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|July 17, 1998||
Sanctions are squeezing Pakistan dry, cries finance minister
Pakistani Finance Minister Sartaj Aziz has said his country might have to stop paying its debts because it is running out of money as a result of the economic sanctions imposed by the United States.
In an interview with The Washington Times, he said the flow of money from lenders around the world into Pakistan's coffers had dried up since the sanctions were imposed last month in retaliation to Pakistan's nuclear tests in May.
''Our reserves are low, if we don't get new money, then obviously we are unable to pay our debt servicing,'' he said. ''Pakistan's finances had been healthy before the sanctions were imposed. Pakistan has never defaulted on its obligations in the last 50 years.''
The last blow may be dealt by the International Monetary Fund, which has tentatively decided to suspend a $ 226 million scheduled loan to Pakistan at the urging of US and other nations, to show unity behind the economic sanctions, he added.
The looming possibility of a default by Pakistan has left behind a surprise move by the US senate on Thursday to unanimously approve legislation by the administration granting President Bill Clinton authority to waive the economic sanctions against Pakistan and India for a year, the daily adds.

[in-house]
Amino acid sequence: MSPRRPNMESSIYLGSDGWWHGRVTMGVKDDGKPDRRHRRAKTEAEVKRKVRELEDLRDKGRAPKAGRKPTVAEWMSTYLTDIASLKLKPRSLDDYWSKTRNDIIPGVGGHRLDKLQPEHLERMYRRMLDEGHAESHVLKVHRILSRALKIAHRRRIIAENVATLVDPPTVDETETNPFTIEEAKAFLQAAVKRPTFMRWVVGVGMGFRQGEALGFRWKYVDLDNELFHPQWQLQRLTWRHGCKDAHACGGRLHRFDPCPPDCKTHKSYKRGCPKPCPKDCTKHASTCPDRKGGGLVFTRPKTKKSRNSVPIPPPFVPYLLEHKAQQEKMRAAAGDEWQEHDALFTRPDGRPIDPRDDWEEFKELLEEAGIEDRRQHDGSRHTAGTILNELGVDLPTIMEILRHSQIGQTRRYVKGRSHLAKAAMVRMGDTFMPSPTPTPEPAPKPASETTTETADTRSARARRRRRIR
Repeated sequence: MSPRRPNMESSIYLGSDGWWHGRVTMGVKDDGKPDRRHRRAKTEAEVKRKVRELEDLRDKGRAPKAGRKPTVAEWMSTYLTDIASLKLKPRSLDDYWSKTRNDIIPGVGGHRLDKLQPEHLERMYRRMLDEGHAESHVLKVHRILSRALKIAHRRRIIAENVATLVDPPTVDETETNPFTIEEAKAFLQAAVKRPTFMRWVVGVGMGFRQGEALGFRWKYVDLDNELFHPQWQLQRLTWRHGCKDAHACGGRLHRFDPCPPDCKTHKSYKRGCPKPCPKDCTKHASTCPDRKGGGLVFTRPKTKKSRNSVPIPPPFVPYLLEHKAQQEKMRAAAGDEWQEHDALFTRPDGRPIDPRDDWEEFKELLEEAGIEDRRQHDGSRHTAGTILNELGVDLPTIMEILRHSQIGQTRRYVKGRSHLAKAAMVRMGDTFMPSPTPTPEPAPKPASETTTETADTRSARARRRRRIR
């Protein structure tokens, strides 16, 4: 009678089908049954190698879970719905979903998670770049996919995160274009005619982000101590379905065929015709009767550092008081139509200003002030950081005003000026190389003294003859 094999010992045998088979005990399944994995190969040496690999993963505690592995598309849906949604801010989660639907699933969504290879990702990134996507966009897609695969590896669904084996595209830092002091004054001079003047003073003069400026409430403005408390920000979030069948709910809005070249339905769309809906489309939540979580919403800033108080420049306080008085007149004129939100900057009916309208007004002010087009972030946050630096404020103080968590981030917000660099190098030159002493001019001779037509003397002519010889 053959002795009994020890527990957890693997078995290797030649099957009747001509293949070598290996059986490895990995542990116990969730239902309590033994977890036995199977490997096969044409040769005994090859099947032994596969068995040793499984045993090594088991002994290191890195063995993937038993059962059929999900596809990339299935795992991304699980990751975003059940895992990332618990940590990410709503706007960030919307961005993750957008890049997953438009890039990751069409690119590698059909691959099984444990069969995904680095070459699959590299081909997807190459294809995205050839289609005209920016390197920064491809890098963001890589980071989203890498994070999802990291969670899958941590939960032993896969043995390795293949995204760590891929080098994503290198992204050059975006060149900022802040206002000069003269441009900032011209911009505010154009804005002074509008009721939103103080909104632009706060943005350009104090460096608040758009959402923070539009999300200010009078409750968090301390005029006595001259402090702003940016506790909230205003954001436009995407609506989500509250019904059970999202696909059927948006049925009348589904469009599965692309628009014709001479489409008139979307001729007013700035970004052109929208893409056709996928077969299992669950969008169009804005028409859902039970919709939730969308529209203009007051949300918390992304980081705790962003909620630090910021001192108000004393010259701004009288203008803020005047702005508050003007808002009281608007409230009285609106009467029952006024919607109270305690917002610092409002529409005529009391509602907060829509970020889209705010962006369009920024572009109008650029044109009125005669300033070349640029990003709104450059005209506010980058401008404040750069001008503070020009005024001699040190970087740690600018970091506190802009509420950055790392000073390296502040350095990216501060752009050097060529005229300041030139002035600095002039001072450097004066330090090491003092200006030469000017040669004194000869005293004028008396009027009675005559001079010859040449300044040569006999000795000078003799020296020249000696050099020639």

''The sanctions threatened to place Pakistan into default on its debts, a serious situation that could set off chaos in Asia,'' where many other countries are in recession and are having tremendous difficulty making debt payment, said Senator Pat Roberts, a Republican senator, who was one of the sponsors of the Bill which gave the President power to waive sanctions.
In Colombo, a senior Pakistan official said that his country did not plan to default on the billions of dollars in international loans but found it difficult to pay when the ''purse is stolen''.
Prime Minister Nawaz Sharief's special envoy Mohammad Akram Zaki said sanctions were hurting Pakistan, forcing its people to adopt austerity measures but they did not plan to default loan repayments.
''What do you mean by default?'' Zaki responded when asked by reporters if they plan to stop payments on loans taken from international lending institutions. ''If you go to a hotel and your purse is stolen how can you pay your bill?''
Zaki is due to meet with Sri Lankan President Chandrika Kumaratunga tomorrow to discuss Pakistan's security concerns, the report said.
He said Pakistan carried out its own nuclear tests following India's five explosions in May to restore nuclear parity and ensure a sense of security among their own people.
India had stopped making ''undiplomatic remarks and aggressive threats against Pakistan after Islamabad carried out its nuclear tests,'' Zaki said.
''Prosperity is important, but survival is essential,'' Zaki said justifying the tests in the face of international appeals to show restraint. ''The prime minister has sent a message to the country by moving out of his luxury office.''
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